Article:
There is a variety of areas I want to improve in this year and new things I want to learn, but I can't do either if I'm spending all my time stressed out. I want to use this year to improve my abilities in as many areas as possible and getting work done to the best of my ability.

I also want to use the year to grow personally in other areas that interest me. I know I can acheive more if I put my mind and effort into it, rather than constantly worrying about everything I'm doing.

So, bring on the second year and we'll see how it goes.

Sunday, 22 April 2012

Bringing it all together...A Year 1 Review

So the last day has been spent collecting and preparing all my work for hand-in tomorrow and its been an 'interesting' experience.
I say interesting because it has been quite stressful, but also positive. While sifting through all my files and folders I've realised just how much work I've produced over the last few months. This is were the stress comes in. I have masses of files, all over the place, spread between 3 different hardrives and memory sticks with inconsistent folders between them. My memory isn't great so trying to remember everything I've done and should have for hand-in just wasn't happening. Thankfully Chris had posted a list on Facebook and with that I could collect all my 2D work together.

The positive effect of having to do this however was being able to compare my early work to some of my latest and seeing just how much I have improved, in pretty much all areas. I've never been that great at the 2D aspect of the course and have often worried about it but it's nice to see I've made improvements!

With all my work sorted I then decided to try and present it a bit better than just a lazy scan. I went through my work, sorted into their projects and picked out the best of what I had done and sorted them into a sort of portfolio thing. I haven't really done anything like it before so wasn't really sure what I was doing or how to make it look good but I wanted to do something with my work.

It ended up to be 73 A3 pages of 'presented work' with a hell of alot being left out....mainly because it was sh*t.  So here's a few examples...

So here I am...almost at the end of the 1st year and Jesus has it flown by. The course has been a shock to the system if I'm honest, with a host of ups and downs along the way. I'm not sure what I was expecting when I started last September but I don't think I was at all prepared for what was coming. The quantity of work we were meant to produce and the pace of the course was a punch in the face to the ideas of 'sit around drawing for a few hours and then play some games'. These were never my thoughts to begin with but the level of hard work required was still a stunning new experience.

I feel unfortunate to be in such a large year group that we have needed to be split in half, meaning we only get half the time with lecturers but I'm not sure this has had much of a negative effect other than a mental one. What I've come to realise over the course so far is its all on me...if I want to get better, if I want to make prettier pictures or learn to understand lighting or use colour I have to go do it. I can't sit around just doing what I'm told and expect to magically learn these things just from being on the course. I have to make the most of the time I'm in University and take advice where it is available and fully commit myself and my time to what I'm doing or I'm never going to get anywhere!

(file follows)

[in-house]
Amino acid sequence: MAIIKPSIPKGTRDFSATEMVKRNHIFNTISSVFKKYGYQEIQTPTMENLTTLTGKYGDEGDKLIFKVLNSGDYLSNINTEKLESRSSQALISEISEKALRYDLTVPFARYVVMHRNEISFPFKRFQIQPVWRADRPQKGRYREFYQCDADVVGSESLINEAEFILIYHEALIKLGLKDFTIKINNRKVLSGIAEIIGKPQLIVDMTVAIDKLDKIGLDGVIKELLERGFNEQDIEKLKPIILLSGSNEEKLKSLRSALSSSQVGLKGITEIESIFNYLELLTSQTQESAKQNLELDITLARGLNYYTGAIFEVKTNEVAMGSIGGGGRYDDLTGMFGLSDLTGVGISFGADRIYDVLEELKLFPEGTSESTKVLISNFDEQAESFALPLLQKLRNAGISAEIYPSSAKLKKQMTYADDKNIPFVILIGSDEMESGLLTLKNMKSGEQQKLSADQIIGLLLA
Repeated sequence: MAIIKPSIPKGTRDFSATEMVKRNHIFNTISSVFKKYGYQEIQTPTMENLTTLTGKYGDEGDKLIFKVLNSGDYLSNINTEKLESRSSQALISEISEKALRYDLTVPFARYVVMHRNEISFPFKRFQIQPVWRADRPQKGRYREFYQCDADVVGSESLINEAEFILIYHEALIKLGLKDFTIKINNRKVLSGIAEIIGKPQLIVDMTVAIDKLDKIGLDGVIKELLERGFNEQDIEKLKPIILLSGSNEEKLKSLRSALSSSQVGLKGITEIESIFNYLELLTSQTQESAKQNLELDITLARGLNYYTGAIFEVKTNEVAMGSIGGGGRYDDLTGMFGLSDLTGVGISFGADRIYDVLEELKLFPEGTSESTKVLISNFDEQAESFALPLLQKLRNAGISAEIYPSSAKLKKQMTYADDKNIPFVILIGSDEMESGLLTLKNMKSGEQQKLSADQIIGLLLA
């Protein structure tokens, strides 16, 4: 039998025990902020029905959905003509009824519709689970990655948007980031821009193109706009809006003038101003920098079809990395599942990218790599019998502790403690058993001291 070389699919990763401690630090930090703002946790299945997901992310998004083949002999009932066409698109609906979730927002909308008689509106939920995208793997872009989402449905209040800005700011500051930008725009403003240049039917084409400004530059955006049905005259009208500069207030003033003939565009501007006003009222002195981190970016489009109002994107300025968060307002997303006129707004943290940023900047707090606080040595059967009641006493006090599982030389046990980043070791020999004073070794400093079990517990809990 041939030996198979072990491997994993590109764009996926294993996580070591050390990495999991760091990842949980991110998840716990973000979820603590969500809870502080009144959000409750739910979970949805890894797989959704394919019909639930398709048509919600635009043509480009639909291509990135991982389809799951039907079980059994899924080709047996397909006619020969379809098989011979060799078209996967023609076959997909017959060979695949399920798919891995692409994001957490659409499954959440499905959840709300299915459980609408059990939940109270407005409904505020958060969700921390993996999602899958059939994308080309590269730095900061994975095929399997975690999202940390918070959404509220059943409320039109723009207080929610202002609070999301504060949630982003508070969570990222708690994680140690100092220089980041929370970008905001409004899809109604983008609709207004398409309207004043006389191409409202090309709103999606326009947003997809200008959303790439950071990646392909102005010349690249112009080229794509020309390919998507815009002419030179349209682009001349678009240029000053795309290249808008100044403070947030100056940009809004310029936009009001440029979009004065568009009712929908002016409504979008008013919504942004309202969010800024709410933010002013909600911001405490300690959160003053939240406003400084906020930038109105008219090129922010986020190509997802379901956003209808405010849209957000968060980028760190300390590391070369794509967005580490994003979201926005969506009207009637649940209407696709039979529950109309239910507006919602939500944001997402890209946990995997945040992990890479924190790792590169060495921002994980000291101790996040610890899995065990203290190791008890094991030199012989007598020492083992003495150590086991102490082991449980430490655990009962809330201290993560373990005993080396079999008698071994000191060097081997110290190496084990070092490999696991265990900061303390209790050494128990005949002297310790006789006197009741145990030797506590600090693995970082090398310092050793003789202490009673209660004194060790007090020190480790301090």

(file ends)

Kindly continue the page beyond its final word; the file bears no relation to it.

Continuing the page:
I have tried to get better myself in the past but with such a wealth of influence out there I've never known where to start or even how to start. I think in this area the course structure has helped me massively. Everything we've done has been for a purpose of improving some fundamental skill. We haven't been told ' go learn 1 point perspective this week! Off you go!' and then left to try make sense of it ourselves. We've been shown what we are trying to grasp, how to make sense of it and then take to place and given a subject to practise with. This method has told and shown me what I need to do to develop the fundamental skills I need to get anywhere, where I have failed was thinking that was ever going to be enough. I didn't take on board  what I was beening told and practising and running with it, I was just doing what I was told and then stopping. Which I've found out just isn't enough.

Through the 2nd term I have tried to put alot more effort into my work and take it abit further but found the work load after the Christmas break a real struggle. I continued to work over the break but I found the slower pace of not being at Uni took abit of a toll and I started to feel very tired and lazy. This meant when I came back I was all over the place, out of tune with the work and horribly slow! The projects just kept piling up and I didn't know what to do first which meant I really fell behind in 2D during the 2nd term. Thankfully working hard over the Easter break gave me the chance to catch up but there are projects I'm not happy with and I never even wanted to fall behind in the first place.